Ludvig Aberg overcomes nerves to make an impressive start at Wentworth

The young Swede, who is part of Europe’s Ryder Cup team, carded an opening round of 68

Phil Casey
Thursday 14 September 2023 17:24 BST
Ludvig Aberg finished the first round on 69 (Zac Goodwin/PA)
Ludvig Aberg finished the first round on 69 (Zac Goodwin/PA)

Sweden’s Ludvig Aberg overcame his nerves and a “stupid” double bogey to make an impressive start to the BMW PGA Championship at Wentworth.

Playing alongside Ryder Cup team-mates Rory McIlroy and Viktor Hovland, Aberg carded five birdies in a row on the back nine before hitting his tee shot out of bounds on the par-five 17th.

However, the 23-year-old responded with a birdie on the last to card an opening four-under-par 68, with Hovland returning a 69 and McIlroy struggling to a level-par 72.

“The 17th was a little bit stupid but other than that I felt like I hit the ball great and gave myself a few chances, especially on the back nine where it’s a little bit more scoreable,” Aberg said.

“Overall, I’m really happy with the way I played. I was very nervous this morning, it would have been weird if I wasn’t, but playing with Rory and Viktor was a lot of fun.”

Aberg only turned professional in June after a stellar amateur career, but won the final Ryder Cup qualifying event in Switzerland and was given a wild card by Europe captain Luke Donald the following day.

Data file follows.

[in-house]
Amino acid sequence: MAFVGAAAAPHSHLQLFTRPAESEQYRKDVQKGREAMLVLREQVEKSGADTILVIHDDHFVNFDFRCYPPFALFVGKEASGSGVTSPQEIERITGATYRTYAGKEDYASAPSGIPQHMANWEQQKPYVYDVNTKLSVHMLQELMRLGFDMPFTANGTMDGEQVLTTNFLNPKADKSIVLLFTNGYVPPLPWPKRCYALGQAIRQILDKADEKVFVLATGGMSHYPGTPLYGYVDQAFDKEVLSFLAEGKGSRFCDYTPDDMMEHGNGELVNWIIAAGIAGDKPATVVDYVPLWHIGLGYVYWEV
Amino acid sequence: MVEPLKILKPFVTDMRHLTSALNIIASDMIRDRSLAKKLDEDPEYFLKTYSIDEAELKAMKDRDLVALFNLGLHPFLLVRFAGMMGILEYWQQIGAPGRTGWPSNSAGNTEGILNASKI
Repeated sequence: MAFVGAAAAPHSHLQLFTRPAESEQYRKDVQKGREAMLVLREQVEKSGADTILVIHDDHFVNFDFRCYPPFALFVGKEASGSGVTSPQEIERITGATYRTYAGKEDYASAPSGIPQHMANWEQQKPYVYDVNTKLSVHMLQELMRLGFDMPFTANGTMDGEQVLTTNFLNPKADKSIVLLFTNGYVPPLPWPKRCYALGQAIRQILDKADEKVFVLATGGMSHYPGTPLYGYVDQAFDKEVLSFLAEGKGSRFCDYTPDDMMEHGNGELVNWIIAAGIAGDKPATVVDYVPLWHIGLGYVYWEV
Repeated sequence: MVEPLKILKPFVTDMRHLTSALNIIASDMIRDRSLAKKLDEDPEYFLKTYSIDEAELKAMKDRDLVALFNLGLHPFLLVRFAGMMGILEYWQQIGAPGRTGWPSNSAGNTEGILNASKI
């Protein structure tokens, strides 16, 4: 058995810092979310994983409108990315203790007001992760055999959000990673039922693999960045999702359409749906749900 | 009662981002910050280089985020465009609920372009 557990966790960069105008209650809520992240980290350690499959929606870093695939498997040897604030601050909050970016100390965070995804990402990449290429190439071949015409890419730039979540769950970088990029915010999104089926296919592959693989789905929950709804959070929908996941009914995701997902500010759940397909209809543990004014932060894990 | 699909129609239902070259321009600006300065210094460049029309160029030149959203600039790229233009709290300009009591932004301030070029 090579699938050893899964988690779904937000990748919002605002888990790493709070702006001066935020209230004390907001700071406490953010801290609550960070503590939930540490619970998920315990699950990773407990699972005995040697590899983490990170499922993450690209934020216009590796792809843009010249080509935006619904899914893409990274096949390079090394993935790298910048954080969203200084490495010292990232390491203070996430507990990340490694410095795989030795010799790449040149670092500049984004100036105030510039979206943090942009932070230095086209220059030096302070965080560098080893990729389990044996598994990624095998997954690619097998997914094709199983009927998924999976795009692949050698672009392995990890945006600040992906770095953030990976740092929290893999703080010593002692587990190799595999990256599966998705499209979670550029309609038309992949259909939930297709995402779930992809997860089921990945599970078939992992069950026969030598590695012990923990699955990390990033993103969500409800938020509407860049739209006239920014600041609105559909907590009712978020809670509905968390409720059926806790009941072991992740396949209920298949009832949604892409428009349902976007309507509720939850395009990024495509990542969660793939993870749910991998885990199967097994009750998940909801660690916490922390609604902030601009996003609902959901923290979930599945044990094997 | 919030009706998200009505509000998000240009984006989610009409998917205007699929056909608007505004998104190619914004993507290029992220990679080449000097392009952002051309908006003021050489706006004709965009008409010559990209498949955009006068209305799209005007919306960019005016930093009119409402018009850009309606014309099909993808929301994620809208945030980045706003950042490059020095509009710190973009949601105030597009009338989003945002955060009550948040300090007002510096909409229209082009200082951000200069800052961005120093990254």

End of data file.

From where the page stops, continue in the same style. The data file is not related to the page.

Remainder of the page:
McIlroy declared on Wednesday that he was now at the front of the Aberg “bandwagon” after partnering him in a practice round in Rome two days earlier, while Hovland joined Justin Rose in labelling him a “stud”.

“The way he’s played the last couple of months, he has not been a pro very long but he certainly doesn’t look scared of the moment,” Hovland said. “I think this week is a great experience for him but I think he’s ready regardless.”

Denmark’s Marcus Helligkilde held the clubhouse lead on eight under par after carding 10 birdies and two bogeys in a 64, while defending champion Shane Lowry and Tommy Fleetwood both shot 69.

“I got off to a great start, three under through seven, and a couple of bogeys around the turn wasn’t great, but I think the course is playing a little bit more difficult this year,” Lowry said.

“There’s a lot more rough and it’s a little bit firmer so three under is not a bad score.”

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